It was my pleasure to welcome the Honourable Jean-Yves Duclos, the Federal Minister of Families, Children and Social Development to Victoria recently where he toured the City’s Public Works yard as well as a BC Transit “smart bus”, and gave an update on Budget 2019, in particular what’s in it for cities.
Since Confederation in 1867, the funding formula for cities has changed very little. For every tax dollar that Canadians pay, approximately $0.92 goes to the provincial and federal governments and only $0.08 goes to local governments. This despite the fact that about 70% of public infrastructure in Canada is within the jurisdiction of cities. And cities are responsible for approximately 50% of greenhouse gases generated in the country. In addition, cities are faced with poverty, mental health, addictions and homelessness with little to no resources to deal with these pressing economic and social issues.
While this federal budget does not address all of these challenges, it gives an important nod – and some significant resources – to the ability of local governments to solve local problems locally.
Federal commitments in Budget 2019 on affordable housing, transitioning to a green economy, and skills training align closely with Victoria City Council’s 2019-2022 Strategic Plan and with the Capital Regional District’s recently adopted Strategic Plan as well.
Municipal leaders know, as do our federal counterparts, that taking action on those issues is crucial to ensuring that Canada’s cities are liveable, healthy, and competitive in the global economy.
I’m proud that the Capital Regional District’s Regional Housing First Program was profiled in Federal Budget 2019 (see page 31). I note this because the program is a quintessential example of local innovation and leadership supported by – but not dictated by – federal and provincial funding.
The Regional Housing First Program was designed by and for our communities here in the region. Thankfully, the federal funding for the program is helping us to make transformative progress on eliminating homelessness and providing safe, affordable, and supported housing.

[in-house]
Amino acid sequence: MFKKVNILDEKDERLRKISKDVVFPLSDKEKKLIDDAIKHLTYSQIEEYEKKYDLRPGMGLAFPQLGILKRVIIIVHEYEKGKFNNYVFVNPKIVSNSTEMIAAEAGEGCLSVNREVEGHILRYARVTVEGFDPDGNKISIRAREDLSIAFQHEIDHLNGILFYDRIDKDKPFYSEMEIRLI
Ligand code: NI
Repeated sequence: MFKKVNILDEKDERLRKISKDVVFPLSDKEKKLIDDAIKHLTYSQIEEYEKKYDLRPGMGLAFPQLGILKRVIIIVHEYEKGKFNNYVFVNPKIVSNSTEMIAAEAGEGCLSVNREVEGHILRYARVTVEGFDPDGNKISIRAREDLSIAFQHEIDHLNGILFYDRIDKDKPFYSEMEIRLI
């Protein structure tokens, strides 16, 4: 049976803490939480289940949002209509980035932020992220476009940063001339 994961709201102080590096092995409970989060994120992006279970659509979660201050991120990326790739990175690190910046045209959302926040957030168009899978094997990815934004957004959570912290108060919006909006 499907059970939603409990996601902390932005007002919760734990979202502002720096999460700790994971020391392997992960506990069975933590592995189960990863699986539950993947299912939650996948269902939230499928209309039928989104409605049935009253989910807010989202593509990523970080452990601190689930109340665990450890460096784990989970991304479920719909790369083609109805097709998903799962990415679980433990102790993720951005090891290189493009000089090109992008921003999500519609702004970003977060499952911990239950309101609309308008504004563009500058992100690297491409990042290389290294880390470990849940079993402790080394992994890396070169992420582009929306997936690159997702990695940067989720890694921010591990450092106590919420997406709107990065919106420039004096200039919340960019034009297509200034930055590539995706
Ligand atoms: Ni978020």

The federal commitment of $30 million was made in May 2018 (to match provincial and regional commitments of $30 million each) and already we have opened Millstream Ridge in Langford. It’s a 132 unit building run by the Capital Regional Housing Corporation and it includes 30 units which rent at $375 per month.
This kind of thinking – federal support for local innovation – is why I was pleased to see the Federal government use Budget 2019 to transfer $2.2 billion in Federal Gas Tax funding to municipalities and First Nations. It charts a path toward a modernized federal-municipal relationship that gets more done for Canadians. Permanently growing this core funding stream would directly empower municipalities to deliver on national objectives.
This gas tax measure, which will see an additional $3.5 million flow to the City of Victoria – and $21 million flow to the region – is a great way of allocating federal funds directly to local governments where they are coupled with local expertise to address short-term infrastructure priorities in communities across Canada. This funding allows projects to get underway now without grant applications and federal or provincial approvals.
In recent years, the City of Victoria used Gas Tax funds in several crucial ways. We’re building a 32km bike network for people of all ages and abilities and we’re also working to complete a harbour pathway. We updated our storm drain system. And we installed LED street lights throughout the city. This last investment is saving us approximately $200,000 per year in hydro costs which we are reinvesting to fund other essential energy and GHG reduction initiatives in the city.
These gas tax investments have also made Victoria a more dynamic and enjoyable place to live by increasing infrastructure for health and well-being. And, since addressing climate change is a shared priority of the City of Victoria and the federal government, it is no coincidence that our Gas Tax-funded projects all improved Victoria’s resilience to climate change and reduced carbon pollution.
In addition to being good for health and well-being and good for the climate, local investments in capital infrastructure are good for the economy. For example, last week the CRD adopted its 2019 budget. Included in the budget are $382 million dollars worth of capital improvements – sewer, water, housing, parks, trails and more. This investment is expected to generate 814 new jobs in the region and 1121 new jobs across British Columbia.
Cities are creative, innovative places that hold some of the solutions to the challenges faced by federal and provincial governments, most notably climate change. Investments like the ones announced in Budget 2019 will help the federal government to deliver on its climate mandate by enabling cities to have a strong voice and to take strong action in shaping our own infrastructure priorities. Cities and metro regions are key to the federal government meeting its Nationally Determined Contributions under the Paris Agreement; they are behind and we can help. Cities are here as allies and partners.
I look forward to inviting Minister Duclos and other federal ministers back to Victoria in the future. And I look forward to showing them how we’re continuing to take local action and improve our communities by using the funds announced for local governments in Budget 2019.